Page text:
Springfield’s wastewater used to predict the track of COVID-19

Local News

SPRINGFIELD, Mo. — Springfield is using wastewater to see if there are any traces of COVID-19.

The assistant director of Environmental Services for the City of Springfield Ron Petering says the city is partnering with the state and the University of Missouri to use the city’s wastewater to track trends of COVID-19.

“There are certain tracers that are present in wastewater that have been used to track other diseases or viruses in the past,” said Petering. “So, now, this study is looking to use that same technology and trying to track the presence of COVID in a community.”

The tracers Petering says they are looking for are not believed to be carrying the virus.

“If somebody is infected with the virus, as they process food and create fecal matter, there are certain tracers that are shed from their body, then carried into the wastewater stream,” said Petering. “They can look at the cumulative amount of these tracers that are present and based on again whether that very small sample is trending up or down, they can approximate, maybe, a number of cases that translates into the community.”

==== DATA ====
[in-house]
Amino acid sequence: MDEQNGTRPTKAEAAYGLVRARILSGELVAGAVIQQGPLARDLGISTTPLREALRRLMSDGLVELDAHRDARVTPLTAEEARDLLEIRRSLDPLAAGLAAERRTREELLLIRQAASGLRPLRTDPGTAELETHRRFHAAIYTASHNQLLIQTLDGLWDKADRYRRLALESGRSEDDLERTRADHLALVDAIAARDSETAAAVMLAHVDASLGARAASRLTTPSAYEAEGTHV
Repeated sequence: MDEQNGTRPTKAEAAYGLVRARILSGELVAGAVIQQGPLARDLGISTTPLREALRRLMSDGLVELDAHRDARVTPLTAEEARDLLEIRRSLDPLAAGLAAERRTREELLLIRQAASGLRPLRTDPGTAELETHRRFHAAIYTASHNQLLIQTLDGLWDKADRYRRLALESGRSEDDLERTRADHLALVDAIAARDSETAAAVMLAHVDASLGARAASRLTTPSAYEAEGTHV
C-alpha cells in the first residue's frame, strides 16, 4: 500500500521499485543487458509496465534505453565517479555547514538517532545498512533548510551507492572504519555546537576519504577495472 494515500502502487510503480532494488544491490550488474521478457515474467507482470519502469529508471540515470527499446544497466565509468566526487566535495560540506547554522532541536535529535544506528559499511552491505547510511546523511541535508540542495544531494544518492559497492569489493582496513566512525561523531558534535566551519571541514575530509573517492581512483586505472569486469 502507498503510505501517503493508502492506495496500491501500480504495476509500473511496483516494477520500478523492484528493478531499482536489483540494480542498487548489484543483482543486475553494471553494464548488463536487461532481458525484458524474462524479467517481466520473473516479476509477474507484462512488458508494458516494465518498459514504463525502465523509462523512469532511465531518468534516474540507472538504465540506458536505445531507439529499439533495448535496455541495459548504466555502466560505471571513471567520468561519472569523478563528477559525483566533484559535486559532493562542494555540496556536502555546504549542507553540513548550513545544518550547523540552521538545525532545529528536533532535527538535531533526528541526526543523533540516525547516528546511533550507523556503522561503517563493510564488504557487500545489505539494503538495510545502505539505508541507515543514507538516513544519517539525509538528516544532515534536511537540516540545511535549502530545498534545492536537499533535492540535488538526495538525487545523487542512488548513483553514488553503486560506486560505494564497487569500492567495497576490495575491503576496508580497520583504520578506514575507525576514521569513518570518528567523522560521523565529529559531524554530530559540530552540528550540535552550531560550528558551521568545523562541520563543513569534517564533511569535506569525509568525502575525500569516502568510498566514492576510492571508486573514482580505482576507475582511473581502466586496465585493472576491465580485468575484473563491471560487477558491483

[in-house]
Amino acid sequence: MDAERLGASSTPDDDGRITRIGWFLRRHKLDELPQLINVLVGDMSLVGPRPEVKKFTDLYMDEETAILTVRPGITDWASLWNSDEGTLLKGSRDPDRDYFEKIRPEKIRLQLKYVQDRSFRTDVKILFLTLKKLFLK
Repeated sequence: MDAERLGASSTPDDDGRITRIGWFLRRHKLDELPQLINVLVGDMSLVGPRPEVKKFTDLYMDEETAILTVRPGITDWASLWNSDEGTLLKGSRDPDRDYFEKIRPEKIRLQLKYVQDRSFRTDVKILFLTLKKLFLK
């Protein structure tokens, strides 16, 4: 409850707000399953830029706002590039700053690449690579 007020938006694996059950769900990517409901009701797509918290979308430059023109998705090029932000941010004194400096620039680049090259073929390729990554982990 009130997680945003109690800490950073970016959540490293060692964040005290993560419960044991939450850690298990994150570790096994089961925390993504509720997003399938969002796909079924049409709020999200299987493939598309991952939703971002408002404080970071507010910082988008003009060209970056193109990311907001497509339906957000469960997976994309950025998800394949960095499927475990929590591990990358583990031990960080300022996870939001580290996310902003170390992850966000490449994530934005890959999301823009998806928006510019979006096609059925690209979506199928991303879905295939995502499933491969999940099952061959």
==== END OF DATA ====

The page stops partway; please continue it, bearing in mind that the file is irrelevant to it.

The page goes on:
Here’s how it works:

The city takes samples of the incoming wastewater at both of its treatment plants.

Those samples are sent off to a University of Missouri lab that can detect the COVID-19 tracers.

The study eventually hopes to help health officials prepare for potential spikes in cases before they happen

“The hope is that it gives data points on how many people might have it but, again, aren’t exhibiting symptoms,” said Petering. “But also that is maybe as a leading indicator there’s some evidence that it might be able to spot the trends in the wastewater before they manifest themselves in the number of cases in the community.”

The city has participated in a number of pilot programs of this study and now it’ll be expanding to other communities across the state starting in July.

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